The message underlying Siena College's most recent poll is that New Yorkers say they still want it all - if you ask them in a certain way.
Siena released a poll Tuesday that showed voters strongly support 11 proposals that Gov. Andrew M. Cuomo outlined in his State of the State address Jan. 4, just days after being sworn in. They support a 2 percent property tax cap (83 percent for, 13 percent against), shrinking the number of agencies, authorities and commissions by 20 percent (68-25) and freezing state worker wages for a year (67-30).
They also want to close the $10-billion budget deficit without raising taxes (87-10) and establish public financing for political campaigns (70-24).
And how to pay for it all? The only potential way in this survey would be to continue the state's income-tax surcharge on people who earn more than $200,000 annually. In this poll, 55 percent opposed Cuomo's plan to discontinue the tax, while 42 percent supported it.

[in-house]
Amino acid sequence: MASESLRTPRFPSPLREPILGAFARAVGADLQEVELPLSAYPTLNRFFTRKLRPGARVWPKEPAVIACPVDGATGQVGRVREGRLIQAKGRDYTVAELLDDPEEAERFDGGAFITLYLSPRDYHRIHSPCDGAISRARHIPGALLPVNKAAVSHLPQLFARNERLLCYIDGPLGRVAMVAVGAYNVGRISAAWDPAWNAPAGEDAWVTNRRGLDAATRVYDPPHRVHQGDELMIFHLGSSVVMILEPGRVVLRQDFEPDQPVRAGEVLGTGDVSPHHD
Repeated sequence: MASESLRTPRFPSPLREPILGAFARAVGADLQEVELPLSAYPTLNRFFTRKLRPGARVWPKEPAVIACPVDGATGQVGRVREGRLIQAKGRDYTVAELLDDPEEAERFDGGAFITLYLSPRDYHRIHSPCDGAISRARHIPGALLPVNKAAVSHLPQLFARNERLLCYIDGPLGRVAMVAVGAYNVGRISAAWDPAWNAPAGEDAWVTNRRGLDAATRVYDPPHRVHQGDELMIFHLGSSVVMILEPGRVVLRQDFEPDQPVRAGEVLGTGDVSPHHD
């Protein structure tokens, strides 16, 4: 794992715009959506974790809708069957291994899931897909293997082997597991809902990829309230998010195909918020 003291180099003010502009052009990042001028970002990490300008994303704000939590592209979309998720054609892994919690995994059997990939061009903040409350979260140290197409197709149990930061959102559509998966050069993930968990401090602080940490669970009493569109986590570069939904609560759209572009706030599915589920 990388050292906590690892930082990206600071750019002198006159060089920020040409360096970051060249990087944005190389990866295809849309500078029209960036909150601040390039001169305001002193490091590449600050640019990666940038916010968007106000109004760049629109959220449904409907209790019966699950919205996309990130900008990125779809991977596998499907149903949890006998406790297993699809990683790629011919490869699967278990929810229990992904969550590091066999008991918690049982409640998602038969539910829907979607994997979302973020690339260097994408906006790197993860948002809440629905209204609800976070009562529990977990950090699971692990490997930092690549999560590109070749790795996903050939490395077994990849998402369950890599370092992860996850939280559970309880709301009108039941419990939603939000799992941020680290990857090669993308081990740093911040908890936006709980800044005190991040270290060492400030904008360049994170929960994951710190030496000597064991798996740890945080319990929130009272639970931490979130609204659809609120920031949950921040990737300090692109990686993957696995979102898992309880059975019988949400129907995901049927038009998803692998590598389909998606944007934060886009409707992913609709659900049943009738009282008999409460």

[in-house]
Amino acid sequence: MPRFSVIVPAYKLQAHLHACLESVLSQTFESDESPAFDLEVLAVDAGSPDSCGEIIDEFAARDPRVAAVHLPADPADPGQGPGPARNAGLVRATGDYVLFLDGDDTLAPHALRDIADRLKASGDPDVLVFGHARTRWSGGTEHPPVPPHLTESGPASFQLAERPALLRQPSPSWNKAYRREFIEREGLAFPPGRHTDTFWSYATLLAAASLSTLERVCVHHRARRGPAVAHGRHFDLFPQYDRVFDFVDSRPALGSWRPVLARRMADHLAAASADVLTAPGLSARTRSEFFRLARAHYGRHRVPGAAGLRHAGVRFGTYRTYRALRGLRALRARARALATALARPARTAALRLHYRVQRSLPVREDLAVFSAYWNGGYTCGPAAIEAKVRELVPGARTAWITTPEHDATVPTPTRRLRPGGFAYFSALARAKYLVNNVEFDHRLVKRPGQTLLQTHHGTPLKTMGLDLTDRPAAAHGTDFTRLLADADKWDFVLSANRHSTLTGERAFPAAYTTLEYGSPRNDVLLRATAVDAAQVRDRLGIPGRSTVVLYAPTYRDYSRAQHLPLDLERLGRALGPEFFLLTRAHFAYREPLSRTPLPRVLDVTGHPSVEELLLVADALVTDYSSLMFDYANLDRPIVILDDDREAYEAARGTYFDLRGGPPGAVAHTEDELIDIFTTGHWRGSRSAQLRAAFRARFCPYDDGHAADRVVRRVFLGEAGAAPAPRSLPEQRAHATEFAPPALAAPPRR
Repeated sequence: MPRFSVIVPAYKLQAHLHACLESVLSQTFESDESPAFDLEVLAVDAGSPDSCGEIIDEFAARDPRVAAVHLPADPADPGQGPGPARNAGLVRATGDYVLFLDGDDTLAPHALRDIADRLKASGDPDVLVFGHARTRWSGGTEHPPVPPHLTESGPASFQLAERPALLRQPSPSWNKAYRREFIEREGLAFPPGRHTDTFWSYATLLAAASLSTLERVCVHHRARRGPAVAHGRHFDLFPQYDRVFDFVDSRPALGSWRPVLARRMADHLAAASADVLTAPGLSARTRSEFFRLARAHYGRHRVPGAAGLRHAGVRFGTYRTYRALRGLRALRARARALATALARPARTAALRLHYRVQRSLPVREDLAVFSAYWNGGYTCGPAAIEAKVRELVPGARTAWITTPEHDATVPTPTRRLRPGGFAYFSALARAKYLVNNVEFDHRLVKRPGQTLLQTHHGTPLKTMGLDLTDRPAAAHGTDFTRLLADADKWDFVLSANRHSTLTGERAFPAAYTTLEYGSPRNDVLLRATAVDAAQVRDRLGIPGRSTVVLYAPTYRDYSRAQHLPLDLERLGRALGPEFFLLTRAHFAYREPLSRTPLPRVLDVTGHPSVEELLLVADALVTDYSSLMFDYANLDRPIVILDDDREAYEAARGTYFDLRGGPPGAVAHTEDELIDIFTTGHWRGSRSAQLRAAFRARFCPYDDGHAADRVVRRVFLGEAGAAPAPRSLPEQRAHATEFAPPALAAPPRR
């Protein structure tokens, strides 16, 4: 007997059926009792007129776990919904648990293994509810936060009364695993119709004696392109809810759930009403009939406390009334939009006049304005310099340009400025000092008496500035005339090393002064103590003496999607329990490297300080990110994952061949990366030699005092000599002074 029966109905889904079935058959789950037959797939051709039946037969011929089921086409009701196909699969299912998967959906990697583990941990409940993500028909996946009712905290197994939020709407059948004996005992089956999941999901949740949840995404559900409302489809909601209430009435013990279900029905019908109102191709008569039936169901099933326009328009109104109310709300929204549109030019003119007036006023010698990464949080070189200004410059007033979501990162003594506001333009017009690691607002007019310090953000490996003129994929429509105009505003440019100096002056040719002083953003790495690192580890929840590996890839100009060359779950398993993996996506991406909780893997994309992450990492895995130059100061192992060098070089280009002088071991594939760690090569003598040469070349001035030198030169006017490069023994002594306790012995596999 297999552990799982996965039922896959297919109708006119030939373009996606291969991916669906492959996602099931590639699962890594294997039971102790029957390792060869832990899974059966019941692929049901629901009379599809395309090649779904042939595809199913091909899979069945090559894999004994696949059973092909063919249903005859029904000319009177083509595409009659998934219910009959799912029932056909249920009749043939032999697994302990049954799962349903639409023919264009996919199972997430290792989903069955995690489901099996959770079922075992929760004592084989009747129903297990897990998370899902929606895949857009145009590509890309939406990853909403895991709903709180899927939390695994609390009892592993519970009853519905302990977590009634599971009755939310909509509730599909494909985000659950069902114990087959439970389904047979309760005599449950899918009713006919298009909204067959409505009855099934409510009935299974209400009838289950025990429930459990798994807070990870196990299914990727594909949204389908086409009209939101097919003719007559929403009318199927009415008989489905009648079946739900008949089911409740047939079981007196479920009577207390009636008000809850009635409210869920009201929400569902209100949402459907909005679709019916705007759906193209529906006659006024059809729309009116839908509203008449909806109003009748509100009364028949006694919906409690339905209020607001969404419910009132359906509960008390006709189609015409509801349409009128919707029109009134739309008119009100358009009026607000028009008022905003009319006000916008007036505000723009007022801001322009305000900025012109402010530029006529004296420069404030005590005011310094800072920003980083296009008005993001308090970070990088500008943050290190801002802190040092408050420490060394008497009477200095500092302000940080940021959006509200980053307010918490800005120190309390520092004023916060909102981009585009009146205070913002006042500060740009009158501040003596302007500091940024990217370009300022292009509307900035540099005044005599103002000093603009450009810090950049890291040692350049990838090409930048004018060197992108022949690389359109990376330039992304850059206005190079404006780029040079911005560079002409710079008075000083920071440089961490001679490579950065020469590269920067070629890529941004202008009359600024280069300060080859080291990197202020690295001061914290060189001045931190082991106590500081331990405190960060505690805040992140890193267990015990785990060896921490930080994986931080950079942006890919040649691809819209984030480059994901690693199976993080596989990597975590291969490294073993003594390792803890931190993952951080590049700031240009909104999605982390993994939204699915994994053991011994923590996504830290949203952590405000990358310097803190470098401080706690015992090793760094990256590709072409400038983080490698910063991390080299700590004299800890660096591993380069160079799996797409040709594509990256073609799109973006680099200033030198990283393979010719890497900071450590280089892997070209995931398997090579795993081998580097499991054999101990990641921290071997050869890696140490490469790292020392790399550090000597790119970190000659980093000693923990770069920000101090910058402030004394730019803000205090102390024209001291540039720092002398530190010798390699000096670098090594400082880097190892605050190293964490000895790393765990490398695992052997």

What's unclear is what sacrifices New Yorkers would be willing to make to achieve these goals. Many of the ideas could require freezing or cutting school aid and reducing school programs, reducing aid and services at hospitals and slowing the pace of ongoing projects such as road repairs.
What is clear is that Cuomo is in his honeymoon phase. The 776 voters surveyed like most of his State of the State concepts, from keeping state spending growth at the inflation rate (86 percent for, 11 percent against), mandating that state legislators fully disclose all outside income and clients (84-11) and, to a lesser degree, legalizing same-sex marriages (57-38).
The survey was conducted Jan. 10 to 13 and has a margin of error of plus or minus 3.5 percentage points. Results are available at www.siena.edu/sri.